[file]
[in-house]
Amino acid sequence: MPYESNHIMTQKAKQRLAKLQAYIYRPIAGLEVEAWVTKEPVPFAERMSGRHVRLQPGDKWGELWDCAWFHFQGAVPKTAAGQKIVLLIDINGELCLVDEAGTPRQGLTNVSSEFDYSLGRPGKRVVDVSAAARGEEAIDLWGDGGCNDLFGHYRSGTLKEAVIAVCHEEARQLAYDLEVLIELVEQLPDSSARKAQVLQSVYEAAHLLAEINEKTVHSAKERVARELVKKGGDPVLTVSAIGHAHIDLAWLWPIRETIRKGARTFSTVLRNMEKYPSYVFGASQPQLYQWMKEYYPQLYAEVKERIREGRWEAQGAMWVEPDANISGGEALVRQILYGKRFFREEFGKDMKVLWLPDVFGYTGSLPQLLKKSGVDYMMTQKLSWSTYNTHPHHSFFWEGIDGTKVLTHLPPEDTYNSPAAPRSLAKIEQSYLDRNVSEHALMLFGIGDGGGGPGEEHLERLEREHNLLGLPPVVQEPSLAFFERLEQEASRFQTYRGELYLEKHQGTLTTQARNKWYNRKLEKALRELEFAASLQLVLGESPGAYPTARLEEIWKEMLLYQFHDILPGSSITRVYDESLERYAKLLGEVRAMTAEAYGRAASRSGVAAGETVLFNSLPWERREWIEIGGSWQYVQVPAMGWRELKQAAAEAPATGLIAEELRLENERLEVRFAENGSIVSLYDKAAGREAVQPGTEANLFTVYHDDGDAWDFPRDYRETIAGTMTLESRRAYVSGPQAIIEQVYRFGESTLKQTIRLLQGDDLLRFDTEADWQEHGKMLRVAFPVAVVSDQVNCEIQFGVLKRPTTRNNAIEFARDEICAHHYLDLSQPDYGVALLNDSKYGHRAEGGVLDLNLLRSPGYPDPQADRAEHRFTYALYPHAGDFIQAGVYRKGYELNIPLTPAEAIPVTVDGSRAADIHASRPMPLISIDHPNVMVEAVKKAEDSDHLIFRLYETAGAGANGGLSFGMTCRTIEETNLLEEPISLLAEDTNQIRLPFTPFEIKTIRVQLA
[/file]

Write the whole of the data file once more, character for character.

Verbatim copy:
[in-house]
Amino acid sequence: MPYESNHIMTQKAKQRLAKLQAYIYRPIAGLEVEAWVTKEPVPFAERMSGRHVRLQPGDKWGELWDCAWFHFQGAVPKTAAGQKIVLLIDINGELCLVDEAGTPRQGLTNVSSEFDYSLGRPGKRVVDVSAAARGEEAIDLWGDGGCNDLFGHYRSGTLKEAVIAVCHEEARQLAYDLEVLIELVEQLPDSSARKAQVLQSVYEAAHLLAEINEKTVHSAKERVARELVKKGGDPVLTVSAIGHAHIDLAWLWPIRETIRKGARTFSTVLRNMEKYPSYVFGASQPQLYQWMKEYYPQLYAEVKERIREGRWEAQGAMWVEPDANISGGEALVRQILYGKRFFREEFGKDMKVLWLPDVFGYTGSLPQLLKKSGVDYMMTQKLSWSTYNTHPHHSFFWEGIDGTKVLTHLPPEDTYNSPAAPRSLAKIEQSYLDRNVSEHALMLFGIGDGGGGPGEEHLERLEREHNLLGLPPVVQEPSLAFFERLEQEASRFQTYRGELYLEKHQGTLTTQARNKWYNRKLEKALRELEFAASLQLVLGESPGAYPTARLEEIWKEMLLYQFHDILPGSSITRVYDESLERYAKLLGEVRAMTAEAYGRAASRSGVAAGETVLFNSLPWERREWIEIGGSWQYVQVPAMGWRELKQAAAEAPATGLIAEELRLENERLEVRFAENGSIVSLYDKAAGREAVQPGTEANLFTVYHDDGDAWDFPRDYRETIAGTMTLESRRAYVSGPQAIIEQVYRFGESTLKQTIRLLQGDDLLRFDTEADWQEHGKMLRVAFPVAVVSDQVNCEIQFGVLKRPTTRNNAIEFARDEICAHHYLDLSQPDYGVALLNDSKYGHRAEGGVLDLNLLRSPGYPDPQADRAEHRFTYALYPHAGDFIQAGVYRKGYELNIPLTPAEAIPVTVDGSRAADIHASRPMPLISIDHPNVMVEAVKKAEDSDHLIFRLYETAGAGANGGLSFGMTCRTIEETNLLEEPISLLAEDTNQIRLPFTPFEIKTIRVQLA